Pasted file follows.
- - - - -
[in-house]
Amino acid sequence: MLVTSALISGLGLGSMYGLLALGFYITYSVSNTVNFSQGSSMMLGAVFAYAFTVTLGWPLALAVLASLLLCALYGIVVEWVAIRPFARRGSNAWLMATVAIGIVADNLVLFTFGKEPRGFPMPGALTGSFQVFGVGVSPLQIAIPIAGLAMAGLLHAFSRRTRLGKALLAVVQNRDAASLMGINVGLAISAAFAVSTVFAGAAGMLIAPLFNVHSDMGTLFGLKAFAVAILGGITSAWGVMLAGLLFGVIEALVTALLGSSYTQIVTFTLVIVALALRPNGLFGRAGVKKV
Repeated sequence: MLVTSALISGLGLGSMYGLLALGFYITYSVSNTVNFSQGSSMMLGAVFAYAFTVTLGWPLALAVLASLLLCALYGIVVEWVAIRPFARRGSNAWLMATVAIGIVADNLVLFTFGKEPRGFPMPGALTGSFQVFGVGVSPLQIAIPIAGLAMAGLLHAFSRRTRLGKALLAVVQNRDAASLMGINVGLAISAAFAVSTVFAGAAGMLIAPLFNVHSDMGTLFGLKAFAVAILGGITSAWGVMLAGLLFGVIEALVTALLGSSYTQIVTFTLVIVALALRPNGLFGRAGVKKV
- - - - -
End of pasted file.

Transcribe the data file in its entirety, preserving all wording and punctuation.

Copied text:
[in-house]
Amino acid sequence: MLVTSALISGLGLGSMYGLLALGFYITYSVSNTVNFSQGSSMMLGAVFAYAFTVTLGWPLALAVLASLLLCALYGIVVEWVAIRPFARRGSNAWLMATVAIGIVADNLVLFTFGKEPRGFPMPGALTGSFQVFGVGVSPLQIAIPIAGLAMAGLLHAFSRRTRLGKALLAVVQNRDAASLMGINVGLAISAAFAVSTVFAGAAGMLIAPLFNVHSDMGTLFGLKAFAVAILGGITSAWGVMLAGLLFGVIEALVTALLGSSYTQIVTFTLVIVALALRPNGLFGRAGVKKV
Repeated sequence: MLVTSALISGLGLGSMYGLLALGFYITYSVSNTVNFSQGSSMMLGAVFAYAFTVTLGWPLALAVLASLLLCALYGIVVEWVAIRPFARRGSNAWLMATVAIGIVADNLVLFTFGKEPRGFPMPGALTGSFQVFGVGVSPLQIAIPIAGLAMAGLLHAFSRRTRLGKALLAVVQNRDAASLMGINVGLAISAAFAVSTVFAGAAGMLIAPLFNVHSDMGTLFGLKAFAVAILGGITSAWGVMLAGLLFGVIEALVTALLGSSYTQIVTFTLVIVALALRPNGLFGRAGVKKV